Virtual explorers: access to rare artefacts at National Library

Rebecca O'Connor, Hollie Payne and Nadia Burke, from Scoil Caitríona, Baggot Street, using the interactive technology to view rare and valuable collections at the National Library yesterday.

Rebecca O'Connor, Hollie Payne and Nadia Burke, from Scoil Caitríona, Baggot Street, using the interactive technology to view rare and valuable collections at the National Library yesterday.

Thu, Jan 21, 2010, 00:00

FARM DEEDS signed by the man credited with bringing the potato to Ireland are among the rare artefacts featured in a hi-tech virtual exhibition which opened at the National Library of Ireland yesterday.

A heartfelt letter written by 1916 leader Éamonn Ceannt to his wife hours before his execution, cigarette cards painted by Jack B Yeats and cartoons depicting Ireland’s role in the Napoleonic War are also included.

The exhibition features a range of rare items from the library’s collection of documents, letters, maps and art, many of which were deemed too valuable, light or air sensitive to be placed in regular display cases.

To overcome the problem, the National Library teamed up with Microsoft which has developed an interactive touch sensitive screen allowing the public to magnify and examine artefacts dating from the Middle Ages to the 20th century.

“A lot of the items are very delicate and fragile,” said Elizabeth Kirwan an assistant keeper at the National Library of Ireland. “Traditionally if you wanted to see them you had to make an appointment with a section curator, get a reader’s ticket, put on a pair of white gloves and go to the relevant section to look at the material.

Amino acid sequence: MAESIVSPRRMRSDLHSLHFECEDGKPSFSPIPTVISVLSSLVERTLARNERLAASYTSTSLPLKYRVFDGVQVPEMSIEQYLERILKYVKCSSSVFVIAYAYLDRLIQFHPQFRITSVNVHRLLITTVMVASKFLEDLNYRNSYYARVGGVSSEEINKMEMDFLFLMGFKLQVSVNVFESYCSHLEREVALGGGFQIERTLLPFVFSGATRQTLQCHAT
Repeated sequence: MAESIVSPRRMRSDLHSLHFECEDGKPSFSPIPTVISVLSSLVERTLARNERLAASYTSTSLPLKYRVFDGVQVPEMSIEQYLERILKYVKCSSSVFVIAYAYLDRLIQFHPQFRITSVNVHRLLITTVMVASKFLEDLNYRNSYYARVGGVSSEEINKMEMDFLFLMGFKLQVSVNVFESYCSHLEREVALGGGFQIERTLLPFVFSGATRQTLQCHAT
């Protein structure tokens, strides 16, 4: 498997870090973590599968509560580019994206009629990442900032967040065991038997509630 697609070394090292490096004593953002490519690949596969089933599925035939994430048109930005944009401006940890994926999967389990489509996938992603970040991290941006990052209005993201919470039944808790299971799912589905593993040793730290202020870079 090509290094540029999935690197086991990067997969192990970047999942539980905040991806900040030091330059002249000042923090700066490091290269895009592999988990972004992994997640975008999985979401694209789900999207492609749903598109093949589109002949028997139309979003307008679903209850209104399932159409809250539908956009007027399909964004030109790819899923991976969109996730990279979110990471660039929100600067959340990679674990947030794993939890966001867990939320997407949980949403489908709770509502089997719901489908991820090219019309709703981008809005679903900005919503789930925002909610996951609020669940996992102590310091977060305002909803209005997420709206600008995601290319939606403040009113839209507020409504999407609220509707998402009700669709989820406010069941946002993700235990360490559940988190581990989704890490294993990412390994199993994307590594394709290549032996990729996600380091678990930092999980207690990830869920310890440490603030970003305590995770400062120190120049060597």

“What we have been able to do now with the technology is enable detailed access to the items both in the library and online.”

The exhibition will be updated with new material every four months this year and should eventually consist of thousands of digitally chronicled items.

Among the artefacts on show is a map dated circa 1200 drawn up by roving Welsh cleric Giraldus Cambrensis (Gerald of Wales). The primitive map depicts a bean-shaped Ireland as the end of the earth and Rome as a top and central fulcrum of what was the known world at that time.

“Cambrensis was a cousin of some of the Norman invaders who were plundering Ireland at the time and he recorded what he saw,” Ms Kirwan said. “The map reflects his clerical world view with Rome at the top and Ireland at the uncivilised outer extremity.”

A 1588 deed for a 1,135 acre farm at Mogeely in Co Cork let by Sir Walter Raleigh to Denis Fisher also features in the exhibition.

Queen Elizabeth I gave Raleigh, who was credited as the first man to plant potatoes in Ireland, some 40,000 acres of land in Munster which had been confiscated following the Desmond rebellions.

Other items featured include a 14th century poetry manuscript entitled the Book of Maguaran, an 18th century Leinster lottery ticket issued by Walker and Disraell of Grafton Street in Dublin, and a book of 300 drawings of abbeys and castles, dated 1782, by former British military paymaster Austin Cooper.

The Ceannt letter, dated May 8th, 1916, is addressed to his wife and sweetheart Áine and was written as he was “calmly awaiting the end” in Kilmainham Gaol.

Access through www.nli.ie